It’s not exactly radical to say that people care about their communities, whether the community is a physical region or a group of people with something in common. When a black person is killed by the police, black citizens of the town served by the cop’s precinct and their allies often protest. It makes sense.
Large-scale demonstrations, though, tend to attract others. Sometimes, the people who come from beyond the region are there because they believe in the message or mission of the protests. Other times, they see an opportunity to act up, get violent, or otherwise cause a scene. Because they aren’t from the community, they aren’t as likely to care about businesses or reputations as those who are protesting because they want to make their town a better place. These destructive demonstrators are called “agitators” and it is widely believed that Ferguson, Missouri, had many of them when they went through an uprising against police brutality and racism in 2014.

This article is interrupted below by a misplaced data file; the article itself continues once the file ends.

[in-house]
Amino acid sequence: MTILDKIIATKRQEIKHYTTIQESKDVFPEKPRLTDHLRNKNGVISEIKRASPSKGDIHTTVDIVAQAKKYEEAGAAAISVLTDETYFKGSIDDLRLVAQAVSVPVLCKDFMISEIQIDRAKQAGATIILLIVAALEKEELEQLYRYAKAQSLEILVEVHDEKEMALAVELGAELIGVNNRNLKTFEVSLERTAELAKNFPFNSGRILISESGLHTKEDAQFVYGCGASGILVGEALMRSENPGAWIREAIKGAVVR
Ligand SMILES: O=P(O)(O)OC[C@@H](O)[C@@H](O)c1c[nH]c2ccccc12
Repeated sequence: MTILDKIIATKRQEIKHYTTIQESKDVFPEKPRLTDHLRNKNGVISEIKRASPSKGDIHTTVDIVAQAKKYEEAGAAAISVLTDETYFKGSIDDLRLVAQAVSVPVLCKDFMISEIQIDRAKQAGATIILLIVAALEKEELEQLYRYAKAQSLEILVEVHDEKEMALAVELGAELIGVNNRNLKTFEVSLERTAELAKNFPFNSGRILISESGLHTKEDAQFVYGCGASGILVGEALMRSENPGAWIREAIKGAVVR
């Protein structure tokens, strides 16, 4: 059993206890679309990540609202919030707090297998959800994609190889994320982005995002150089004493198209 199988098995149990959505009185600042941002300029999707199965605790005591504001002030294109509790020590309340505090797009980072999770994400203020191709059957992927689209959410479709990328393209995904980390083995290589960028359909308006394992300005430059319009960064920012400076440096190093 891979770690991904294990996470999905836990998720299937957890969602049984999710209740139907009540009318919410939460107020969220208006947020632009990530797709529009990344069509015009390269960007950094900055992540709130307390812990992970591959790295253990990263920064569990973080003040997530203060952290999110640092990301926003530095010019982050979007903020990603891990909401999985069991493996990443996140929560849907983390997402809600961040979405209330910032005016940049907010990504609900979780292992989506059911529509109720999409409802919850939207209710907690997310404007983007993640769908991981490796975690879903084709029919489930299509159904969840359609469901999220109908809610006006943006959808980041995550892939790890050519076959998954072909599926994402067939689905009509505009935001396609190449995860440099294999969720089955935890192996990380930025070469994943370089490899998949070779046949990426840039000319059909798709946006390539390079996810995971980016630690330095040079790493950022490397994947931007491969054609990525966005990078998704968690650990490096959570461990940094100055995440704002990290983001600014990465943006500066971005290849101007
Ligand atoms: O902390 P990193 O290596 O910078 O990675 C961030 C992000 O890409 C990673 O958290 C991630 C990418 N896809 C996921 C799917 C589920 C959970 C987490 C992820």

CNN’s Erin Burnett tweeted today that she had learned how many of those who were arrested at the protest last night in Charlotte, North Carolina, were from other states.
Charlotte police sergeant tells me 70% of ppl arrested last night had out of state ID: “these are not protestors, these are criminals”
— Erin Burnett (@ErinBurnett) September 22, 2016
While many out-of-state protesters surely believed in furthering the message that America rejects police brutality, it is worth noting that the police sergeant made a distinction between those who were arrested and the real protesters who are specifically going out to represent and defend their city.
[image via screengrab]
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